A coworker at K-State’s Beef Cattle Institute had me pull together some quick facts about beef production this morning. Many of these are taken from the Master’s of Beef Advocacy program and the web site www.beeffrompasturetoplate.org. I thought I’d share them with you. It’s important to always have a couple talking points ready to discuss key issues in beef production because you never know when the opportunity to make a positive impact for the beef industry will show up.
Today’s American farmer feeds about 144 people worldwide.
Cattle and beef production represent the largest single segment of American agriculture. There are more than 1 million beef producers in the United States who are responsible for more than 94 million head of beef cattle.
Most farms and ranches in the United States, including cattle ranches, are family owned and operated. Even the largest farms tend to be family farms. More than 97 percent of beef cattle farms and ranches are classified as family farms.
Beef production affects the U.S. economy. According to USDA, producers of meat animals in 2008 were responsible for more than $66 billion in added value to the U.S. economy, as measured by their contribution to the national output.
There are 29 cuts of beef that meet government labeling guidelines for lean, including 15 of consumers’ 20 most popular cuts like tenderloin, sirloin and 95% lean ground beef.
Just one 3-ounce serving of beef supplies 51 percent of the Daily Value (DV) for protein, 38 percent of the DV for zinc, and 14 percent of the DV for iron. And it contributes less than 10 percent of calories to a 2,000-calorie diet.
Iron deficiency is the most common nutritional deficiency worldwide, and beef provides the most readily available and easily absorbed source of iron.
It’s especially important that young children and older adults get sufficient protein. Children need the high-quality protein, iron and zinc in beef in order to develop their minds, as well as their bodies. Older adults can benefit from the protein in beef to help prevent loss of muscle mass and strength as they age.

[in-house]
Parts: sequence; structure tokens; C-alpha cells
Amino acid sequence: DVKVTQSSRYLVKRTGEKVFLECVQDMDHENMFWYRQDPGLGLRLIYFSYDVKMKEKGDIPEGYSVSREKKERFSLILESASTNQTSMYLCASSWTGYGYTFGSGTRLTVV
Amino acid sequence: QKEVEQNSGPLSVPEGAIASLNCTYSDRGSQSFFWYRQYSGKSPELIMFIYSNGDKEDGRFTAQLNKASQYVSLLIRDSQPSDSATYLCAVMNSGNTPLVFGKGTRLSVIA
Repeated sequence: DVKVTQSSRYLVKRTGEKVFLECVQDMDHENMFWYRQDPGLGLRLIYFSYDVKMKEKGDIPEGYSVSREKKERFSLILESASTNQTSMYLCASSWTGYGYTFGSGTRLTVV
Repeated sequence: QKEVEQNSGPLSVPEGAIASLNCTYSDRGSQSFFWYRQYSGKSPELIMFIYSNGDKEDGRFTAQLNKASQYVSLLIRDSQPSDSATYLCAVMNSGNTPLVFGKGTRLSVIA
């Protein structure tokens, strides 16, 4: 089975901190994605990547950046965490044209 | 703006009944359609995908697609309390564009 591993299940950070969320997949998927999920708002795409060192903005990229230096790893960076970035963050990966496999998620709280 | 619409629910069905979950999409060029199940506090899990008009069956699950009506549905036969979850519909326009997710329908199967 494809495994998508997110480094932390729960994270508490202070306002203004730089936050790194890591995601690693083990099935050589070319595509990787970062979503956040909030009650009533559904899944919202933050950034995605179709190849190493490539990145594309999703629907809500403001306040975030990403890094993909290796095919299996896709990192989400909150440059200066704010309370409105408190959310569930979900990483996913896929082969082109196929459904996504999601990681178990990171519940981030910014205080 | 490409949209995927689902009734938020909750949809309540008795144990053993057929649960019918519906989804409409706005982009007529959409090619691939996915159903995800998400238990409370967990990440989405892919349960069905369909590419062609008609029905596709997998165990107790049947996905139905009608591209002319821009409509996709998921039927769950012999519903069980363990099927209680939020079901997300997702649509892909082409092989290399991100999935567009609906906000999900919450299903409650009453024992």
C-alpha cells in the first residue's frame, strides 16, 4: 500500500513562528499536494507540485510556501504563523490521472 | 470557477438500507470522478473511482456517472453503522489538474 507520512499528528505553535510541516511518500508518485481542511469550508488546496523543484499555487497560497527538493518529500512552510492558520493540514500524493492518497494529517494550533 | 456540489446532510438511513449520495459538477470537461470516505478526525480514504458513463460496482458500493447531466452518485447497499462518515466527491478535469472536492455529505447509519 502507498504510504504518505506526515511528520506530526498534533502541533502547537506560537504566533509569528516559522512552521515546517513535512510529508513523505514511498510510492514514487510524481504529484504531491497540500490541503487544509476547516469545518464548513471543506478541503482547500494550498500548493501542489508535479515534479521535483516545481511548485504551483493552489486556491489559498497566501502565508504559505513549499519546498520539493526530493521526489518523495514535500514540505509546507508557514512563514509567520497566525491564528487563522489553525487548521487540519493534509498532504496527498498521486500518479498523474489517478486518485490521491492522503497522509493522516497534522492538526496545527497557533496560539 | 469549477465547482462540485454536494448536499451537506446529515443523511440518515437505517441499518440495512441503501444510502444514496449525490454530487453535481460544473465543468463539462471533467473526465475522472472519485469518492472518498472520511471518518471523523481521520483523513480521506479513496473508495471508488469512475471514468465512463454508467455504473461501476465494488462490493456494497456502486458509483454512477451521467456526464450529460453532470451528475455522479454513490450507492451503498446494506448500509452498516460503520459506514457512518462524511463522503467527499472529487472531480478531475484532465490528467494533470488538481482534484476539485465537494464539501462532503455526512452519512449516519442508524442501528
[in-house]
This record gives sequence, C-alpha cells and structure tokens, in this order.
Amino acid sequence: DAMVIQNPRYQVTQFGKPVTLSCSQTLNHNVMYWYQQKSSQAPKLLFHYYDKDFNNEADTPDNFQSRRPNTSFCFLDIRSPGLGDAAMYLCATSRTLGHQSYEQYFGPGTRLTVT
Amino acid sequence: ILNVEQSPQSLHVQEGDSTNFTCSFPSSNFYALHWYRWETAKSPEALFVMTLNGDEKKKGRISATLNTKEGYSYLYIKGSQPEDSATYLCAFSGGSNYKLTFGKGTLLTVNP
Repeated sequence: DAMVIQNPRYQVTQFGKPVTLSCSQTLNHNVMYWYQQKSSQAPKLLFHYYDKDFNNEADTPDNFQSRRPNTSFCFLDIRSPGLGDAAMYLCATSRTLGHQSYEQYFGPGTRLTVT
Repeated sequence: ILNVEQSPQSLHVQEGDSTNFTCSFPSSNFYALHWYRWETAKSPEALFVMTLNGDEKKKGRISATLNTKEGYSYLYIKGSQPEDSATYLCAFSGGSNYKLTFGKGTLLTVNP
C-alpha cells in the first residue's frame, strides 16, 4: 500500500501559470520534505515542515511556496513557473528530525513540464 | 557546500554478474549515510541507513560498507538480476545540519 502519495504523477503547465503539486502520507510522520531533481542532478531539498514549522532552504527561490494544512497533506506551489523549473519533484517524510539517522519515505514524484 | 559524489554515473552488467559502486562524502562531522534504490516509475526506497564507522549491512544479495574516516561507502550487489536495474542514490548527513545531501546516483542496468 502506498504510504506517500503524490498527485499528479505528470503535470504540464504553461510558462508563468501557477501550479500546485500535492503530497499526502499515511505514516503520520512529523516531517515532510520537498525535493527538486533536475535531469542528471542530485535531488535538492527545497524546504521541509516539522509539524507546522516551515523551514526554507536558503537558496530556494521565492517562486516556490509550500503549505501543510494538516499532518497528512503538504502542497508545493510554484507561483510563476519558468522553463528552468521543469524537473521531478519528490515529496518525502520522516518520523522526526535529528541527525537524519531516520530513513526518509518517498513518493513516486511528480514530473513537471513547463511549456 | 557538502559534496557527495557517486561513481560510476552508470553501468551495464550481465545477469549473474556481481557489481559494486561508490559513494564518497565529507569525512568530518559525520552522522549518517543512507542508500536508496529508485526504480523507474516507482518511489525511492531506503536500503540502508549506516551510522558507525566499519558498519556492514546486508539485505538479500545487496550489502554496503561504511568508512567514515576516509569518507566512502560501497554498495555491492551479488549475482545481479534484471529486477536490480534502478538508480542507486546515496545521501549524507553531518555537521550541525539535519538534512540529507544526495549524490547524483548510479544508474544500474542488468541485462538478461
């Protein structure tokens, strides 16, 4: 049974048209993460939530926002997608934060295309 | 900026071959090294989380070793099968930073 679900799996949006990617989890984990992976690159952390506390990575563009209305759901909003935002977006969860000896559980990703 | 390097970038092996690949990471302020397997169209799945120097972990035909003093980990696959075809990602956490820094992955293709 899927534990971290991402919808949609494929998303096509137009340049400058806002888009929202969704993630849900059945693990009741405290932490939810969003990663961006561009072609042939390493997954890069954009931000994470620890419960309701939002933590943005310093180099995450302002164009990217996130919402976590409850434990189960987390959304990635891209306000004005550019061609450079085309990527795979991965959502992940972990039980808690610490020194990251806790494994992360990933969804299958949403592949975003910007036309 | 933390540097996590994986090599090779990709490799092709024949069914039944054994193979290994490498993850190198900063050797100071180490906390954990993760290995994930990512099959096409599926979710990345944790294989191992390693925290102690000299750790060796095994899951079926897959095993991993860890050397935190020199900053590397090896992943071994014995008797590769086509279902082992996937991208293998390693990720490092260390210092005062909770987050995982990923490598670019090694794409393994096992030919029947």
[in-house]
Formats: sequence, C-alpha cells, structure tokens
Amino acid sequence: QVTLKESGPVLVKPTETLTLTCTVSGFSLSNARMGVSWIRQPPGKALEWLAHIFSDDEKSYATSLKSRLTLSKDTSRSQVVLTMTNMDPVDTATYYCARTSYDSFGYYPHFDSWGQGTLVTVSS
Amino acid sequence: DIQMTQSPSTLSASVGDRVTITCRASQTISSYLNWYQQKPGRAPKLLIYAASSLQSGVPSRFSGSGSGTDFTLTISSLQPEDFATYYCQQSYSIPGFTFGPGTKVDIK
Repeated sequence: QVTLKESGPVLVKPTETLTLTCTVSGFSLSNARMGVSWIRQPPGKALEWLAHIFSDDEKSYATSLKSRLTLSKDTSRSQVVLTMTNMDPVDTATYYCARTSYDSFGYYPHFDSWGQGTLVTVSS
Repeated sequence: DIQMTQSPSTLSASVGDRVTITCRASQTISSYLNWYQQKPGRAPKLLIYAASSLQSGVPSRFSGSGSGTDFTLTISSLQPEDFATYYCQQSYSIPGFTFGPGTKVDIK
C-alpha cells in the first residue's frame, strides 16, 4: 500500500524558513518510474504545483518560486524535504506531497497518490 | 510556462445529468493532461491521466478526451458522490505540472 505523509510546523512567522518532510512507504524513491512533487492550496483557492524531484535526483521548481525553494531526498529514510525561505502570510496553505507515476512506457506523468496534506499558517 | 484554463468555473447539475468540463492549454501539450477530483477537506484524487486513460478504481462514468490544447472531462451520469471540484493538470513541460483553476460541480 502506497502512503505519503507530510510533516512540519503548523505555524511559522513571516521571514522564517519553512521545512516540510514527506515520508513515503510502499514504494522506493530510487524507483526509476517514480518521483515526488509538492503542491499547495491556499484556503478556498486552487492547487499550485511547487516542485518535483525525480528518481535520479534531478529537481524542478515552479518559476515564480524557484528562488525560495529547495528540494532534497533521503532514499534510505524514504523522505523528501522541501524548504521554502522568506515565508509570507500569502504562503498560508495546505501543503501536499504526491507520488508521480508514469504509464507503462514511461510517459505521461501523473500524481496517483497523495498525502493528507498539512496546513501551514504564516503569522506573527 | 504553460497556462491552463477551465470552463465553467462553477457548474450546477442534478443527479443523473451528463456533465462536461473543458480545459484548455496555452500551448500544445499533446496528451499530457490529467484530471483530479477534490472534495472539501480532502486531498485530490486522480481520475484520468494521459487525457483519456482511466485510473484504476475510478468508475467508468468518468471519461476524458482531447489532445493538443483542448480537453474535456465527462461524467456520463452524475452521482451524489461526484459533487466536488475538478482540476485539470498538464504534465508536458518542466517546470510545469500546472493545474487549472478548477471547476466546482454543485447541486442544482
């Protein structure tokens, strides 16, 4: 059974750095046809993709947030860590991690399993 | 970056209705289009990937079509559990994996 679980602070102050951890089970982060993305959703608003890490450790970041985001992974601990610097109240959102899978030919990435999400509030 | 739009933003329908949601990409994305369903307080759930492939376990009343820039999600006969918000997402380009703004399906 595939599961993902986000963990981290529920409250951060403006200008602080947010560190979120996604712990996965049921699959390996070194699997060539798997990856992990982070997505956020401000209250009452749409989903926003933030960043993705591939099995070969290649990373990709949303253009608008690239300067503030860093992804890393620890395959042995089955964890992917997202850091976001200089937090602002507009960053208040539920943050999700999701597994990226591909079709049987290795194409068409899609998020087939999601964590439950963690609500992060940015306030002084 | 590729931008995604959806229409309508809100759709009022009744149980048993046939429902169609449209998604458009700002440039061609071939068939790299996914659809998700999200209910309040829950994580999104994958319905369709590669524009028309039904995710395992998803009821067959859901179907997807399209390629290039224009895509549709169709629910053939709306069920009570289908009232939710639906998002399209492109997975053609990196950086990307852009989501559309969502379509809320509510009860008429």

Animal care and raising cattle go hand-in-hand. Producers know that giving animals the proper care, handling and nutrition they deserve is the right thing to do and it makes good business sense.
The Beef Quality Assurance (BQA) program was initiated in 1987 to provide cattle producers with the tools and training necessary to assure animal health and well-being as well as provide a safe, quality product. BQA principals influence the management practices of more than 90 percent of cattle in the United States.
The “Producer Code for Cattle Care,” first developed in 1996, reinforces the industry’s strong stance against animal cruelty or neglect. It contains a comprehensive set of sound production practices and states that “persons who willfully mistreat animals will not be tolerated.” In addition, producer leaders worked with animal health and wellbeing experts to develop the “Guidelines for Care and Handling of Beef Cattle,” which are endorsed by the Academy of Veterinary Consultants and the American Association of Bovine Practitioners as well as the Food Marketing Institute and National Council of Chain Restaurants.
America’s cattle farmers and ranchers are committed to leaving the environment in better shape for the next generation. Preserving, conserving and restoring this country’s natural resources like open space, grasslands, wetlands, clean air and wildlife habitat are extremely important to agriculturists.
Approximately 85 percent of U.S. grazing lands are unsuitable for producing crops. Grazing animals on this land more than doubles the area that can be used to produce food.
Animal agriculture contributes minimally to the production of total greenhouse gas emissions in the United States. According to EPA, the entire U.S. agricultural sector contributes just 6.4 percent of total U.S. greenhouse gas (GHG) emissions.
Beef producers have invested 27 million dollars in beef safety research through the beef checkoff since 1993 and, collectively, the industry invests $350 million each year in safety research, technology and practices.
Consumers play a very important role when it comes to food safety. Using an instant-read thermometer to make sure ground beef is cooked to 160 F is the best way to ensure burgers are safe and savory.